Five Keys to Acing the In-Person Sales Interview

Here is a brief “micro list” to review before meeting with a prospective employer face to face. The purpose of this list is to remind you of your role in the interview process and to help you put your best foot forward.

 #1: Be Conscientious—If you are flying out for an interview, be mindful of travel expenses. I had a candidate once who ordered a $100 bottle of wine with his meal. Although he was in NYC, this seemed a little over the top for our clients preference. I’m not saying don’t have the wine, just don’t turn it in on your expense report and expect to get the job.

#2: Get Prepared­—Some of the world’s best salespeople have built exceptional careers relying purely on gut instinct. I would not promote this strategy when interviewing. Preparation is a minimum expectation. Today, now more than ever, there is absolutely no reason not to do your homework. It is required.

Don’t show up to the interview without taking the time to do both internet and direct research on your prospective employer. References will eventually be checked and most likely a background report will be pulled, so get your references ready and make sure your resume is accurate and up to date.

#3: Use Active Listening—When you are gifted with extraordinary communication skills it can become easier to talk than to listen. You can jump in and verbalize like a world class athlete at the top of their game. However, you need to know when to hold back, when to subvert your personality and use your active listening skills.

Everything you do in the interview will be used to assess your ability to interface with clients. If you spend more than 45% of the time talking, things aren’t going as well as you may think.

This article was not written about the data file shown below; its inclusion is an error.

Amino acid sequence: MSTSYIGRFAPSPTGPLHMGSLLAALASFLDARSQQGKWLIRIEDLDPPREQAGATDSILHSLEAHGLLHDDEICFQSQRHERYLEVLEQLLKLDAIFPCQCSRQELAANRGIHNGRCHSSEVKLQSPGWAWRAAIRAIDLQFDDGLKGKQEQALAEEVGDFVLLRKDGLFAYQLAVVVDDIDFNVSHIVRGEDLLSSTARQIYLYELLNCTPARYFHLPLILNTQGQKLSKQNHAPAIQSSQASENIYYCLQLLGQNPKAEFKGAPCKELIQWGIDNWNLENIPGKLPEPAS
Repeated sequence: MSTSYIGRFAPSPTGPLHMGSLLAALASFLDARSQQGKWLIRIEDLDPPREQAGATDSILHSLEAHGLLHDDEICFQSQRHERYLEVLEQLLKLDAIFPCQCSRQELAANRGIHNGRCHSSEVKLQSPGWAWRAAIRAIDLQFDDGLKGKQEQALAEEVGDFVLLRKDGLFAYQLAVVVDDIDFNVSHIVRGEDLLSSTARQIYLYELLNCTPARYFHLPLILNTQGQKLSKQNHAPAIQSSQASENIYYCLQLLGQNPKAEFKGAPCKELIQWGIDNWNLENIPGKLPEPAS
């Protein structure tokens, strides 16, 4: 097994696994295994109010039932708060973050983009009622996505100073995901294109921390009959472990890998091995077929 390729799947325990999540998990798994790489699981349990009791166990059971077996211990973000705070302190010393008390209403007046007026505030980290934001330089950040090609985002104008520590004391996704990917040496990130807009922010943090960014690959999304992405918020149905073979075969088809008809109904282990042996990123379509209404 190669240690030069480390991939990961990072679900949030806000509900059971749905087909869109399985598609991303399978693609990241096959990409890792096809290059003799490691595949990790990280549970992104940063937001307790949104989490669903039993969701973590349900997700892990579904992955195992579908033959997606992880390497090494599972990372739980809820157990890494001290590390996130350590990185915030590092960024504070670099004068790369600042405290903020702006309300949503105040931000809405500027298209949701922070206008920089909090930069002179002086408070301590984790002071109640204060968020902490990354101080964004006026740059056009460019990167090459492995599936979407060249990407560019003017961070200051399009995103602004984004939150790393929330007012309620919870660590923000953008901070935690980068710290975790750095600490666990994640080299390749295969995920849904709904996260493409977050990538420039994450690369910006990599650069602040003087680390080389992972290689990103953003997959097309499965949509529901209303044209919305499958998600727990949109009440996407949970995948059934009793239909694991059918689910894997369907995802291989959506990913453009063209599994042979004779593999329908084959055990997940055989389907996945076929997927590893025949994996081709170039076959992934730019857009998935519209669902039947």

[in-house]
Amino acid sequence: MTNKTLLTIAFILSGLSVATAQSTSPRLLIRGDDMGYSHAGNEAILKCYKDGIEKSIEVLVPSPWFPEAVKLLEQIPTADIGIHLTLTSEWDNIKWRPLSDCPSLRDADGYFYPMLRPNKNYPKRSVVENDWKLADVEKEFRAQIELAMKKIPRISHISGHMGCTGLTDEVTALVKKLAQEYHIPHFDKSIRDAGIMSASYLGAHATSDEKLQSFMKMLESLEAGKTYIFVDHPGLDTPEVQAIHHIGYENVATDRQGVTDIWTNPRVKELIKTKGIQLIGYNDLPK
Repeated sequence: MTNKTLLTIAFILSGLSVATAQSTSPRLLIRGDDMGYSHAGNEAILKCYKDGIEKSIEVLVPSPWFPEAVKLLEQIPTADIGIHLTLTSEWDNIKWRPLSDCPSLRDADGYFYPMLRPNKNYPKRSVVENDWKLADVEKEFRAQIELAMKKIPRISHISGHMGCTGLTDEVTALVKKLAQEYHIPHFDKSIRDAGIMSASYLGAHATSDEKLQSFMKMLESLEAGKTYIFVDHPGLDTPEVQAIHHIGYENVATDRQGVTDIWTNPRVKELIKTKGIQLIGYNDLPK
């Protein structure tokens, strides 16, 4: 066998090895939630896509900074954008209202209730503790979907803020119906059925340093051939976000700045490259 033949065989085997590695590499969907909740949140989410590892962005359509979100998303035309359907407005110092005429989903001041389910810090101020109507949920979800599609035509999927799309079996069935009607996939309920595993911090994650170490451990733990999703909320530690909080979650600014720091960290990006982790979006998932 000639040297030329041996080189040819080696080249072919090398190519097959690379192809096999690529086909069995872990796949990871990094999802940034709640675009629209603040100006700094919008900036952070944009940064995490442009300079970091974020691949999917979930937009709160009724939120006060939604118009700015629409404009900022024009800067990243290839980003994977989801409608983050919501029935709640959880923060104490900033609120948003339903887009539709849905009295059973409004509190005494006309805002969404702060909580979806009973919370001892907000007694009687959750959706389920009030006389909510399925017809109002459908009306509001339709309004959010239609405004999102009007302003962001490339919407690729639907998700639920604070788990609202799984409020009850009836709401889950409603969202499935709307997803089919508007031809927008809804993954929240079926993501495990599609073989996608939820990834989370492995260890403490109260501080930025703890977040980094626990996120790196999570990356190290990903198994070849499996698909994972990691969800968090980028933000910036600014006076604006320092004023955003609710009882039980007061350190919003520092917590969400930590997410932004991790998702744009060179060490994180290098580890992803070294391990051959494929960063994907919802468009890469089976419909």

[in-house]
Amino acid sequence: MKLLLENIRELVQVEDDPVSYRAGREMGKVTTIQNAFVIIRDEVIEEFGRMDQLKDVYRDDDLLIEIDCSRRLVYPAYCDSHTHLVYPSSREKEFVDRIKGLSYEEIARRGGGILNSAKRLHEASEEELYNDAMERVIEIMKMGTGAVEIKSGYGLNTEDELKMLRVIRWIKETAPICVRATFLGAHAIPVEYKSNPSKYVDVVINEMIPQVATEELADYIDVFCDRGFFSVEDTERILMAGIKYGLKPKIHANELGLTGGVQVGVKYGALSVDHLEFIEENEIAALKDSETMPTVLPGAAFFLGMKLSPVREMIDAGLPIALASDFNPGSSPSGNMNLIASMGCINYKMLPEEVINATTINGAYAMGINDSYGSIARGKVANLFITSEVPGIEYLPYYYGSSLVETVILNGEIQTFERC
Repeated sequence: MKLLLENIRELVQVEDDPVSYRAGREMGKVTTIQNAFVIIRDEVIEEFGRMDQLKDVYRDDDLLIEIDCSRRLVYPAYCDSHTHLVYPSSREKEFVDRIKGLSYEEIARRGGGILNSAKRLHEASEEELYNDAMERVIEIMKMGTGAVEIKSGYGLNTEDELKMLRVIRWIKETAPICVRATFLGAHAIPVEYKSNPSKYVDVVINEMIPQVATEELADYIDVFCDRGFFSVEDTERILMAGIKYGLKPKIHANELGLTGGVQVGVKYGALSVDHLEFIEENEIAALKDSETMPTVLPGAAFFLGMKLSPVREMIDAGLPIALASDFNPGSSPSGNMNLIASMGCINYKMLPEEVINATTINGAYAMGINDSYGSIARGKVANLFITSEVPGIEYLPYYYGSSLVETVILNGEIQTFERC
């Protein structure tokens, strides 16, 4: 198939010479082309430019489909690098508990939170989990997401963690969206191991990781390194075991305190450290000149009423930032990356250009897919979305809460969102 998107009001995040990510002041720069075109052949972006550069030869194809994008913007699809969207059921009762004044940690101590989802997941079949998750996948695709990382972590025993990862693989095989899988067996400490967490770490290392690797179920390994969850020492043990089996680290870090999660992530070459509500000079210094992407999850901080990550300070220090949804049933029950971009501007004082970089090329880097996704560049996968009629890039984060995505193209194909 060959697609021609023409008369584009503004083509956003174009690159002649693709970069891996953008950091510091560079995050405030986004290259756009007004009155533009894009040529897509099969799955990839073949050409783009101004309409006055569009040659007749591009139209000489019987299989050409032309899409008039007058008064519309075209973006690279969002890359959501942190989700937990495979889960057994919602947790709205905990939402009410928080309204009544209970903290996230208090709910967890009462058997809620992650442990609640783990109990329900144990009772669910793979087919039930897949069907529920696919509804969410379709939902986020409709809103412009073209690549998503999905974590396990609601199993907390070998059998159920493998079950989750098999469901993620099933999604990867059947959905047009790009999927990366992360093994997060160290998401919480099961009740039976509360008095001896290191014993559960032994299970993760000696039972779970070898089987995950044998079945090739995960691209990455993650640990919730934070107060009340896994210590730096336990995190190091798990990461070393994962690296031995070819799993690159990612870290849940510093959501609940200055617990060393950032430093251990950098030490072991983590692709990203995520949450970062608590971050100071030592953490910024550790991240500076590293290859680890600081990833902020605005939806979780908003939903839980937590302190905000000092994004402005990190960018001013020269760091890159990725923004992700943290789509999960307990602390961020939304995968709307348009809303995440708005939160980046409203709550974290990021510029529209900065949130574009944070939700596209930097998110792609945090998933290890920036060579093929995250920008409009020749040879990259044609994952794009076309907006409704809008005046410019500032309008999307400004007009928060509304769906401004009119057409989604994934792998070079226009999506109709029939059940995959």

#4: Demonstrate Enthusiasm—Like attracts like. The more excited you are, the more excited they are. People want to hire prospective employees that are enthusiastic about sales, what they do and how they do it.

We have seen people passed over time and time again in the interview process for “lack of enthusiasm.”

#5: Just the Facts—Salespeople are often perceived as the “story tellers.” Keep in mind that some interview questions require stories and examples for answers.

Others just require the facts. A good rule of thumb is to answer numbers oriented questions with just hard cold numbers, and answer questions that begins with “Tell me about”, or “how” or “why” with a short story if appropriate and time permits.  See the following Q&As:

Q: What did you W2 last year? What is your average deal size?

A: Just the facts please.

Q: Tell me about your most challenging client …Why did you leave your former employer?

A: Examples, stories, etc... are appropriate here. Keep them short and crisp.

Chances are that you will have one interview with most companies three to five times. Most of this is about looking for consistency in your answers and the rest of the redundancy is simply because most people conduct interviews use the same techniques.  Don’t allow yourself to get stale or become bored during the process because of repetitive questions.

 

Interviewing is Effort Intensive and Time Consuming: But You’re Worth It

Once you’re sitting in front of a hiring manager, it’s your job to get. Next time you have an interview, review this list and put this information into practice.

Giving your best interview takes effort, careful preparation, and endless research. Yet once you put these tips in action, you’ll be more likely to land the right sales job with the employer of your choice!

The hard part is what separates the good from the great.
— Noah Kagen, AppSumo